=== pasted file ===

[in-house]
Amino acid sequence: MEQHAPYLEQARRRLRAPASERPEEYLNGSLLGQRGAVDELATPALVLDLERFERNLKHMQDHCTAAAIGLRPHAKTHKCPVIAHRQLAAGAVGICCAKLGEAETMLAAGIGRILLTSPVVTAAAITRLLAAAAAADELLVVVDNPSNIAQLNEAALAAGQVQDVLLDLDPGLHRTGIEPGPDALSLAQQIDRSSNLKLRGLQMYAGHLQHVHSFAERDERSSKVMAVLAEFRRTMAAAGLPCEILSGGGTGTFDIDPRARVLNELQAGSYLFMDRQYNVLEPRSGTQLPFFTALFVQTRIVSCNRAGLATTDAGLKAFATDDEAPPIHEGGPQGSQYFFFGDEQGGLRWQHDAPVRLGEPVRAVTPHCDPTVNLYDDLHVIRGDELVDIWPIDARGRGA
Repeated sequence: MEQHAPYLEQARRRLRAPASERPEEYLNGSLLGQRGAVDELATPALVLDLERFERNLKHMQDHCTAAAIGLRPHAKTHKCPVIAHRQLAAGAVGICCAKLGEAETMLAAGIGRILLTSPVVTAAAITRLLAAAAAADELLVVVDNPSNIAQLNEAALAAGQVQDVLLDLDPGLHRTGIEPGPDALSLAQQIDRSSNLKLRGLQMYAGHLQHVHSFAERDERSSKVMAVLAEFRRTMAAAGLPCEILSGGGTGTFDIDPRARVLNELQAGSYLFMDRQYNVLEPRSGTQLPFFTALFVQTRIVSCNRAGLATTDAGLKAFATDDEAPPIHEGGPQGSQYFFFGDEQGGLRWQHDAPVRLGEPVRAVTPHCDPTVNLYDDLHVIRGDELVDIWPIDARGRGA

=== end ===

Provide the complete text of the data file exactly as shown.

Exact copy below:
[in-house]
Amino acid sequence: MEQHAPYLEQARRRLRAPASERPEEYLNGSLLGQRGAVDELATPALVLDLERFERNLKHMQDHCTAAAIGLRPHAKTHKCPVIAHRQLAAGAVGICCAKLGEAETMLAAGIGRILLTSPVVTAAAITRLLAAAAAADELLVVVDNPSNIAQLNEAALAAGQVQDVLLDLDPGLHRTGIEPGPDALSLAQQIDRSSNLKLRGLQMYAGHLQHVHSFAERDERSSKVMAVLAEFRRTMAAAGLPCEILSGGGTGTFDIDPRARVLNELQAGSYLFMDRQYNVLEPRSGTQLPFFTALFVQTRIVSCNRAGLATTDAGLKAFATDDEAPPIHEGGPQGSQYFFFGDEQGGLRWQHDAPVRLGEPVRAVTPHCDPTVNLYDDLHVIRGDELVDIWPIDARGRGA
Repeated sequence: MEQHAPYLEQARRRLRAPASERPEEYLNGSLLGQRGAVDELATPALVLDLERFERNLKHMQDHCTAAAIGLRPHAKTHKCPVIAHRQLAAGAVGICCAKLGEAETMLAAGIGRILLTSPVVTAAAITRLLAAAAAADELLVVVDNPSNIAQLNEAALAAGQVQDVLLDLDPGLHRTGIEPGPDALSLAQQIDRSSNLKLRGLQMYAGHLQHVHSFAERDERSSKVMAVLAEFRRTMAAAGLPCEILSGGGTGTFDIDPRARVLNELQAGSYLFMDRQYNVLEPRSGTQLPFFTALFVQTRIVSCNRAGLATTDAGLKAFATDDEAPPIHEGGPQGSQYFFFGDEQGGLRWQHDAPVRLGEPVRAVTPHCDPTVNLYDDLHVIRGDELVDIWPIDARGRGA